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I have a simple question on resistance calculation but I can't work it out. The diagram is from the site All About Circuits:

enter image description here

I can't figure out why the top parallel total resistance for example is 71 ohms. I thought the calculation for this would be:

$$1/Rt=1/100+1/250$$ $$1/Rt=0.1+0.04=0.104$$ $$Rt=1/0.104=9.6$$

Have I missed something obvious? Appreciating that the answer is probably simple but if I don't ask I'll never find out...

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  • \$\begingroup\$ 1/100=0.01 and 1/25=0.004 0.01+0.004=0.014 1/0.014=71.42 \$\endgroup\$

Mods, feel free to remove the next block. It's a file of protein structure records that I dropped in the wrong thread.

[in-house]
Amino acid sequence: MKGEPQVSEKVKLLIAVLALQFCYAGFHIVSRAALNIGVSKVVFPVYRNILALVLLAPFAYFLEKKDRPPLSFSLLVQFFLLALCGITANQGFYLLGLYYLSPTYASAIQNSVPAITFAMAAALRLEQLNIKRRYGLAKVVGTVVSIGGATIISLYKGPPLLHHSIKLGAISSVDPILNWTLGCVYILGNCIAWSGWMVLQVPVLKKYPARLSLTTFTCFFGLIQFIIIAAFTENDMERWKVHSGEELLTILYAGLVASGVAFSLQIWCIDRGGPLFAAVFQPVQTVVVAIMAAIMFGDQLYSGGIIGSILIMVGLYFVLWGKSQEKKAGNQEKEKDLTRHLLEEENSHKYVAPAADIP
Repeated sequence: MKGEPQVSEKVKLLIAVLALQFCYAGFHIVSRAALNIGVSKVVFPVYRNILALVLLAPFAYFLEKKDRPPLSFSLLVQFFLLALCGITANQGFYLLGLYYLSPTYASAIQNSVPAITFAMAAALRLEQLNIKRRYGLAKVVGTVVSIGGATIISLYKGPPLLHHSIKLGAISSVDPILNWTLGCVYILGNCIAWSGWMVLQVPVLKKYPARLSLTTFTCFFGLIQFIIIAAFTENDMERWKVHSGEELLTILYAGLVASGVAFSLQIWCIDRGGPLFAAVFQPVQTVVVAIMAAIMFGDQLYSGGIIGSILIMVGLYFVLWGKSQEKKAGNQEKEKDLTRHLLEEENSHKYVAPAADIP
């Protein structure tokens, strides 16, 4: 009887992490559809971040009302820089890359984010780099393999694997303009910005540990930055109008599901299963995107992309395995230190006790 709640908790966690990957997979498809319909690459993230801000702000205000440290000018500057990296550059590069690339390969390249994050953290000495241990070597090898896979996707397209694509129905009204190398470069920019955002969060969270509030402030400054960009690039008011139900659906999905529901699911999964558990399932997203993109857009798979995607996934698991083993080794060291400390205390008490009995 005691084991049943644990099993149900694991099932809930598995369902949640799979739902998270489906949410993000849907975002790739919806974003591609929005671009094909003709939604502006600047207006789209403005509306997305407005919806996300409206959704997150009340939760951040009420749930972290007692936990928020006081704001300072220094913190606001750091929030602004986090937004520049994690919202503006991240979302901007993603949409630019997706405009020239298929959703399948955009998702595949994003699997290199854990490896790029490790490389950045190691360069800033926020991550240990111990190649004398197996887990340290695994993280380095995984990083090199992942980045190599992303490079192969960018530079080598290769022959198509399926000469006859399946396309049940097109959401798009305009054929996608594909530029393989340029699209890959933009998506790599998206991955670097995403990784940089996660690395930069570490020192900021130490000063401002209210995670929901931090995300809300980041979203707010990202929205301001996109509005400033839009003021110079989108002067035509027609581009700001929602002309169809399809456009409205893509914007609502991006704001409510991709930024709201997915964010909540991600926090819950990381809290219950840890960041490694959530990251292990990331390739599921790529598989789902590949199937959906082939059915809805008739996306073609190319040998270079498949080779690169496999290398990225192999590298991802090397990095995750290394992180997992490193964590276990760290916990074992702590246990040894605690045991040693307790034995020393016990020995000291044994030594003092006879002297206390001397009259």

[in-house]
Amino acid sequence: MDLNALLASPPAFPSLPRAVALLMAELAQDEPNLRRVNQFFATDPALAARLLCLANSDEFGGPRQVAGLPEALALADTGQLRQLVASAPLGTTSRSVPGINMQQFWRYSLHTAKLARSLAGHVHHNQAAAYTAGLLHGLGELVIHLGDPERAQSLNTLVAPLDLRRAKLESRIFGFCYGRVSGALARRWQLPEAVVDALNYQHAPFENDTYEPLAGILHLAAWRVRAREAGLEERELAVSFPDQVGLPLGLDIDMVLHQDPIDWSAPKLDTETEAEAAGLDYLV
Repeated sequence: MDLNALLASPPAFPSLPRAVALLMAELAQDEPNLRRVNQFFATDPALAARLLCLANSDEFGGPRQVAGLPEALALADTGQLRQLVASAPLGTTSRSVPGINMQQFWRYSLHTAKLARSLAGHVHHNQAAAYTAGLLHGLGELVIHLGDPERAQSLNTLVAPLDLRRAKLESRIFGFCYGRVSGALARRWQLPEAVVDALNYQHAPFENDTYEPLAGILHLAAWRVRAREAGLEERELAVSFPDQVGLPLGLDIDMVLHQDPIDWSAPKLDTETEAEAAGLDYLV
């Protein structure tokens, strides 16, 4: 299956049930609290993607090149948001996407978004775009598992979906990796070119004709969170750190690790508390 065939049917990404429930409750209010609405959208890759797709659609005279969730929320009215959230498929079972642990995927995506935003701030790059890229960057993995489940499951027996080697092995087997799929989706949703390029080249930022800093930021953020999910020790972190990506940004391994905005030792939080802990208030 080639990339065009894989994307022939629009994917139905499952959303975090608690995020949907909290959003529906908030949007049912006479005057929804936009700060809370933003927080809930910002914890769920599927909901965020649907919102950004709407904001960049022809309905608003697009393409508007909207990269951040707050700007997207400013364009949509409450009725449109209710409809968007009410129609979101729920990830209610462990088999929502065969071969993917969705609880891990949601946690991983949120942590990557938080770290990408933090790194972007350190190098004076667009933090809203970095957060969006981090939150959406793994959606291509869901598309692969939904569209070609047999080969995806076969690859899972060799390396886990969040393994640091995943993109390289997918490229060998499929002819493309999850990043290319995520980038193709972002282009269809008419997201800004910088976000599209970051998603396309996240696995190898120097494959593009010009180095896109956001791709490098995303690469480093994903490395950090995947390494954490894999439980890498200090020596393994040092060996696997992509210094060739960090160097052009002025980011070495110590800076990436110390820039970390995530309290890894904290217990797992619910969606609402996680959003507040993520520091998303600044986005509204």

– cventu
    Nov 9, 2015 at 14:20
  • \$\begingroup\$ For R1 and R2 parallel resistance = \$\dfrac{1}{\dfrac{1}{R1}+\dfrac{1}{R2}}\$ \$\endgroup\$
    – Andy aka
    Nov 9, 2015 at 14:23

1 Answer 1

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The way you do it is correct, but the numbers don't check out:

\$\frac{1}{100 \Omega}\$ is 0.01 S and not 0.1. \$\frac{1}{250 \Omega}\$ is 0.004 S and not 0.04. So you end up with 0.0104 S, of which the inverse is 71.429 \$\Omega\$ (which has way to many digits).

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  • \$\begingroup\$ Aha. So it is because I'm stupid after all....Thanks for your patience \$\endgroup\$
    – user91280
    Nov 9, 2015 at 15:02
  • \$\begingroup\$ You're not stupid, you just weren't careful or concentrated enough @user91280. \$\endgroup\$
    – Arsenal
    Nov 9, 2015 at 15:06

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